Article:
That said, the jobs situation is still extremely tough and we need help from the administration.  the right will argue that it is fixing itself and time is the best cure.  Better to be on the correct side of job creation in an election year than on obstructionist side, but only if the reigning power can sell that to the people.

    You misunderstand the right (none / 0) (#41)
    by gyrfalcon on Fri Dec 04, 2009 at 12:41:00 PM EST
    The right argues, vehemently, that the Obama policies and programs make it impossible for jobs and the economy to recover.

    and it is working (5.00 / 1) (#45)
    by Jlvngstn on Fri Dec 04, 2009 at 12:48:27 PM EST
    the best defense in this case is a good offense.  Retail hiring was 100k more than last year at this point and my guess is therein lies the difference.  100k more seasonal jobs in the past two months than last year.  My guess is that without that, we are looking at 110k loss.

    Foxnews has several stories on "where are the jobs" yet i hear of nary a single repub with an idea of how to create them.  

    A good offense is to start floating a stimulus but he pretty much ruled that out.  The administration has to press the issue despite HCR and get republicans on record as to what their plans are.  The problem with so much emphasis on HCR is that the admin is skittish about releasing yet another program that costs money.  

    If there was ever a justifiable time to use "you are either for us or against us" is now.


    They have lots of "ideas" (none / 0) (#60)
    by gyrfalcon on Fri Dec 04, 2009 at 01:53:07 PM EST
    about how to create jobs.  Boehner held his own GOP "jobs summit" at the same time as Obama's yesterday.

    Problem is their ideas are the same old ideas, primarily cutting taxes both on individuals and businesses, cutting regulations on business, etc.


    WSJ today (5.00 / 2) (#68)
    by me only on Fri Dec 04, 2009 at 02:59:36 PM EST
    pointed out that until business knows what is going to happen with card check, health care reform and Copenhagen don't expect business to hire much.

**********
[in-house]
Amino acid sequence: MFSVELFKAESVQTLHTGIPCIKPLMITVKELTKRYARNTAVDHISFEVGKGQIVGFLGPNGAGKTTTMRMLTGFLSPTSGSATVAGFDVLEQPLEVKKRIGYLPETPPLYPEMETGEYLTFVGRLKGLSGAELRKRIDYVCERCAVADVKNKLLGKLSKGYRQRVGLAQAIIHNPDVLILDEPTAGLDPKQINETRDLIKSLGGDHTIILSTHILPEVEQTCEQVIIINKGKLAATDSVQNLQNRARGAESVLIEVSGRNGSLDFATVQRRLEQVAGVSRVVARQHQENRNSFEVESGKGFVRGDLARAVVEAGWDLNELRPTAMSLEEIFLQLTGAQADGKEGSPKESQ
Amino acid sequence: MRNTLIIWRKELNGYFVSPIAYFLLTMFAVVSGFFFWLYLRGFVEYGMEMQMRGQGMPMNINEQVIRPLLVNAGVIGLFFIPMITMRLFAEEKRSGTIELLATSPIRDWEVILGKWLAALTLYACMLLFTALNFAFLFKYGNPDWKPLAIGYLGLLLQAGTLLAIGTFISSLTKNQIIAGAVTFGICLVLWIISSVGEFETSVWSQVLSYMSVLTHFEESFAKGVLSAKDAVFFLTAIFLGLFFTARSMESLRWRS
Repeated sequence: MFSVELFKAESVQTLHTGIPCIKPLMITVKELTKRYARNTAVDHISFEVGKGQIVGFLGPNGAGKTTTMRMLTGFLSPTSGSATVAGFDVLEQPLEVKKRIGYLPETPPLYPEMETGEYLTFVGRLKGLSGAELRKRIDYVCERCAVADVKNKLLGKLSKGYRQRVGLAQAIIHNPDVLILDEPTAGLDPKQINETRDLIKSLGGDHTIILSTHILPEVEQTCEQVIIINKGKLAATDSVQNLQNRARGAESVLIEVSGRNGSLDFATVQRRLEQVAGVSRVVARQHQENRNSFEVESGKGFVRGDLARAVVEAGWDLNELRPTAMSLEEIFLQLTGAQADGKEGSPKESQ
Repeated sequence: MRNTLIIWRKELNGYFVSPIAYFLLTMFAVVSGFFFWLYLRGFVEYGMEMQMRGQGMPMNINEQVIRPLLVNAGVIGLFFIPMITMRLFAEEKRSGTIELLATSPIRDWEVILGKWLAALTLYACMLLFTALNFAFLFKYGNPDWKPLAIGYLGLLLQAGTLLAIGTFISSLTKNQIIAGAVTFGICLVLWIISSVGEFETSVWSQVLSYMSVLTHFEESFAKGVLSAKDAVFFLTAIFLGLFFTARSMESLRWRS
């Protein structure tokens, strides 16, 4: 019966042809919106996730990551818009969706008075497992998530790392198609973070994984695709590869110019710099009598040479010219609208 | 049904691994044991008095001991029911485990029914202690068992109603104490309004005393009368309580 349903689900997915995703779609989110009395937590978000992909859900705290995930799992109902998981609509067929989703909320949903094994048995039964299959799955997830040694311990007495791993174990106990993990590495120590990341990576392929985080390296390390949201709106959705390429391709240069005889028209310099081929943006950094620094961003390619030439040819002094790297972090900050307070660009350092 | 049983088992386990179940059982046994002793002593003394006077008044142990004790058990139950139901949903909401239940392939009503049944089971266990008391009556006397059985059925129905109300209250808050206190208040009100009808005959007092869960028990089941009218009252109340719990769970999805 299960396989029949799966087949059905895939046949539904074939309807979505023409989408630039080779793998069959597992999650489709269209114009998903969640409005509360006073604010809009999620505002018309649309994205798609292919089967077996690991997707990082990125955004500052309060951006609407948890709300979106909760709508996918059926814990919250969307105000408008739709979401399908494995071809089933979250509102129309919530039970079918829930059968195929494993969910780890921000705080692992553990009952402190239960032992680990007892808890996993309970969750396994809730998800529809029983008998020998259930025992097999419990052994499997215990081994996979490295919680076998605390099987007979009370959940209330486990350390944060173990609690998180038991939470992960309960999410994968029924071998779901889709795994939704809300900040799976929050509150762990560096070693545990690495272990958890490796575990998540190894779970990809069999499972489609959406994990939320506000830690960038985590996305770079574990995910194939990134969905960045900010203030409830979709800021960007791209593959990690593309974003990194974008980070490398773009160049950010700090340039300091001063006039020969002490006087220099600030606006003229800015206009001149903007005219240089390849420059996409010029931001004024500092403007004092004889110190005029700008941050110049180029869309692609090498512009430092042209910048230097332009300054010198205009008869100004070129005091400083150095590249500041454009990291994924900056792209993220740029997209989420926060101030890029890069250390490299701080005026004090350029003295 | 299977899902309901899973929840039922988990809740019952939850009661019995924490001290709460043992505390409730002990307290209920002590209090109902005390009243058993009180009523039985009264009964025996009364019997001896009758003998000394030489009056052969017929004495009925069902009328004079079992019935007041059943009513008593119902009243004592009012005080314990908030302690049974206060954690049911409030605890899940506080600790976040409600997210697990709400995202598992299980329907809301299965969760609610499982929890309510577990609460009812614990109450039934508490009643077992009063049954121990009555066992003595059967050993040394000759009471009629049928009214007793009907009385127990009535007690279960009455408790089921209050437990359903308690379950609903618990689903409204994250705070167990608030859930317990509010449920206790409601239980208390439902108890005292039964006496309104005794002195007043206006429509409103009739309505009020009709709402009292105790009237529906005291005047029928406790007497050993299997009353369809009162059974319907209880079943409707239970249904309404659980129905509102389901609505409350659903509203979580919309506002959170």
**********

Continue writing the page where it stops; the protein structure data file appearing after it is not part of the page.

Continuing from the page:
Some of that is overblown, but business hates uncertainty.  We could hire three people right now, but we won't.  Too costly if things regress.

    I think Obama was fooled by the stimulus bill into thinking that legislation could be moved along fairly quickly.  HCR was supposed to be on his desk before end of summer.  I guess it will, but that will be summer 2010, not 2009.


    Agree entirely on this, too (5.00 / 2) (#72)
    by gyrfalcon on Fri Dec 04, 2009 at 03:45:00 PM EST
    Some of the hoo-hah about the effect of uncertainty coming from the right is just noise, but most of it I believe is quite real.

    When you don't know where the economy is going and how fast, plus you don't know what a new administration and Congress is going to end up with on health insurance, and you get stuff like the government stepping in to dictate salaries and bonuses in bailed-out banks, you're not going to think about expanding your business or hiring new workers unless you're flat-out insane. If I had a business and was of a more conservative mind than I am, I wouldn't even take a small business loan from the government right now for fear they'd impose some new regulation, however laudable it might be in principle, on loan recipients after the fact.